by Will Davis
We continue now our look at Appendix III of WASH-1250, the unpublished (except in final draft form) AEC study on reactor safety from 1973. This appendix describes the rise of the anti-nuclear movement in the United States; the previous installment contains roughly the first half of this important historical record. We now present the second part, word for word unaltered.
WASH 1250 / Appendix III Continued
III.5 NEPA BECOMES LAW
The National Environmental Policy Act (NEPA), an historic piece of legislation, became law on January 1, 1970, but how profound an effect it would have on the AEC licensing program did not become evident until months later. The AEC published its first policy statement implementing NEPA on April 2, 1970, and a revised policy statement on December 4. In its policy statement, the AEC noted that the Water Quality Improvement Act of 1970 required an applicant for an AEC facility license to provide, before the license is issued, a certification from the appropriate State or Federal agency that applicable water quality standards would be met. The AEC would thus accept this certification with respect to these efforts. The AEC’s implementation of NEPA was contested in Federal Court in a proceeding involving the Calvert Cliffs nuclear power plant in Maryland.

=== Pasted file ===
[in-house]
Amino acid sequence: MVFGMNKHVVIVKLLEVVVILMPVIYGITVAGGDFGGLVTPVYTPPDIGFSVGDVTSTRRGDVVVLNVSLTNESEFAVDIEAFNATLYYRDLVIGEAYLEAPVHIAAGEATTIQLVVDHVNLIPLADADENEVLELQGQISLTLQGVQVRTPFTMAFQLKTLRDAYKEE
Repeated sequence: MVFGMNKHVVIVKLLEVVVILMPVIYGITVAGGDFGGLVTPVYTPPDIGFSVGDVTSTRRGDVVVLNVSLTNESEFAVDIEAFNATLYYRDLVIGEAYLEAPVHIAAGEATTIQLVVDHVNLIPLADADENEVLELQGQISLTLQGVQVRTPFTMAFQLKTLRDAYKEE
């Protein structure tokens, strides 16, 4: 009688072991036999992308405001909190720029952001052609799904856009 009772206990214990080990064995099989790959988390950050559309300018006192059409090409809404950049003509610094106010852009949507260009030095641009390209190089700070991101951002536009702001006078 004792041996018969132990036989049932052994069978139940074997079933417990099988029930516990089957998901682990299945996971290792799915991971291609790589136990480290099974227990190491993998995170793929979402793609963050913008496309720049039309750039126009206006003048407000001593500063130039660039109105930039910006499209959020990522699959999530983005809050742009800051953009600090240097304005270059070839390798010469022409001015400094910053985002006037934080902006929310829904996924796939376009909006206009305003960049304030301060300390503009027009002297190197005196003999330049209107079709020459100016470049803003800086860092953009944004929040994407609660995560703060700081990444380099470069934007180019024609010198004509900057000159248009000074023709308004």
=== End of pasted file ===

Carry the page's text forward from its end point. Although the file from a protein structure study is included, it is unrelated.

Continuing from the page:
The Circuit Court of Appeals for District of Columbia Circuit issued a decision in the Calvert Cliffs case on July 23, 1971, directing changes in the AEC’s implementation of NEPA. The court charged that the AEC had “made a mockery” of NEPA. On August 27, the Commission’s new Chairman, James R. Schlesinger, issued a statement asserting that the Commission would not appeal the Court decision, and would issue revised regulations to implement that decision.
Chairman Schlesinger said:
“The effect of our revised regulations will be to make the Atomic Energy Commission directly responsible for evaluating
by Will Davis